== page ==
JJ: I want to bring you back to this question of climate finance. What does that mean; what questions are being addressed by that?
KO: Basically, that’s about the provision of money from rich countries to poor countries to help the poorer countries adapt to the unavoidable impacts of climate change, and to reduce greenhouse gas emissions, because to do that is A) very expensive and B) they’re not the ones responsible for causing the climate crisis, right?
The US, more than any other country in the history of the world, is most responsible for causing the climate crisis. So we abide by the idea of the “polluter pays” principle, the idea that if you walk into a shop and you break something, you’re in charge of paying for it. Well, we sort of broke the climate, we’re responsible for paying for it, the US and other rich countries. And so that’s really what climate finance is about. It’s both about justice, it’s about practicality, it’s about expense, and it’s about morality.
JJ: So what it sounds like it’s not about is an age-old “traditional rift,” that will always be with us, between the world’s rich and the world’s poor. You make it much more dynamic than that.
KO: Yeah, I really dislike that framing. The rift is caused because wealthy countries have damaged the climate in incredible ways, and it’s having the first and worst impact on countries, for example, in Africa, and so it’s about people in Africa saying we need to be able to live, we need—we deserve a life of dignity. The actions of people in richer countries have impinged on their ability to have a dignified life. I don’t know, I wouldn’t call that a rift, I would call that about fairness and justice and basically the right to livelihoods and to a quality life.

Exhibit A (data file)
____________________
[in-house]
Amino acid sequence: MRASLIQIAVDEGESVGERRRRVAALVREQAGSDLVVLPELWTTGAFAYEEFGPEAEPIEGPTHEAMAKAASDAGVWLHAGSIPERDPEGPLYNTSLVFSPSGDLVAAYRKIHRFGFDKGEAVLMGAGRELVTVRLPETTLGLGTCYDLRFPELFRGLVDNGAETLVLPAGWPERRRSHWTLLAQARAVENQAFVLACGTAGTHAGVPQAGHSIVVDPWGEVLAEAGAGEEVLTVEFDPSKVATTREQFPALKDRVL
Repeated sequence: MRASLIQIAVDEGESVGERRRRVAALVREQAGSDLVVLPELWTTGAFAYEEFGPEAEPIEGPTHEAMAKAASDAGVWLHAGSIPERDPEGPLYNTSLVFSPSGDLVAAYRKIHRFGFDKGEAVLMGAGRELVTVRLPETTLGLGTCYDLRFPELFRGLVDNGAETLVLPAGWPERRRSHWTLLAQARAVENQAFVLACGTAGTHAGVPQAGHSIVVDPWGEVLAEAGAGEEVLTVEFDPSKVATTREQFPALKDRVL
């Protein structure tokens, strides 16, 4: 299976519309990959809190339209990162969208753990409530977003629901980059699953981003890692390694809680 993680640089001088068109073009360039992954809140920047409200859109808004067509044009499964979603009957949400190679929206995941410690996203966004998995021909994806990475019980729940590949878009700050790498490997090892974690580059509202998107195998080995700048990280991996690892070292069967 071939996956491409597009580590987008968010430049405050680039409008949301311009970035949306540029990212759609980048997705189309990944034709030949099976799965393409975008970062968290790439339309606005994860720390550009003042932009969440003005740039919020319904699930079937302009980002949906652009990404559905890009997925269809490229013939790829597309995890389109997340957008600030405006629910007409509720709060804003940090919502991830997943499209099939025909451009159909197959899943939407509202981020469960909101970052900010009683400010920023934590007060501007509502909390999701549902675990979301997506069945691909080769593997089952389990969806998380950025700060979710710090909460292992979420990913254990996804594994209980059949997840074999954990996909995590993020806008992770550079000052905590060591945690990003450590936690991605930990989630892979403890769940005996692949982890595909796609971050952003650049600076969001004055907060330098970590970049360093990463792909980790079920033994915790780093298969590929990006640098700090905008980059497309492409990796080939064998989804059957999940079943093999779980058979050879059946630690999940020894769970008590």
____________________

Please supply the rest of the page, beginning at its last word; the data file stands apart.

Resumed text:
KO: It’s not a rift. “Rift” makes it sound like there’s people disagreeing over whether, you know, bananas are the best fruit.
KO: And it’s not. This is people’s lives.
JJ: Well, this event that we’re talking about, this fossil fuel, described as “surreal” event at the climate talks, it was interrupted. I want to be clear. Before it even started, two US governors from Washington and Oregon came in and said, we don’t agree with this, this is not our view. And then young activists who were there interrupted with a seven-minute song, and then left peacefully. At the same time, we saw the largest-ever climate protest in Germany. I feel that people understand that what we’re talking about is a matter of political will, and not some sort of arcane science question or technology question. It seems that activism really is going to be the core to moving forward here.
KO: Yeah, I agree. There’s not rocket science here, it is entirely political. The fact that 95 percent-plus of scientists agree that humans are causing climate change, climate change is causing global warming, etc. It’s a fact. It’s about entrenched interests in wealthier countries. The fossil fuel industry, for example, Wall Street, they want to maintain the status quo to their benefit. And I think we often see governments not necessarily acting in the best interest of their constituencies, but that’s certainly true of the Trump administration.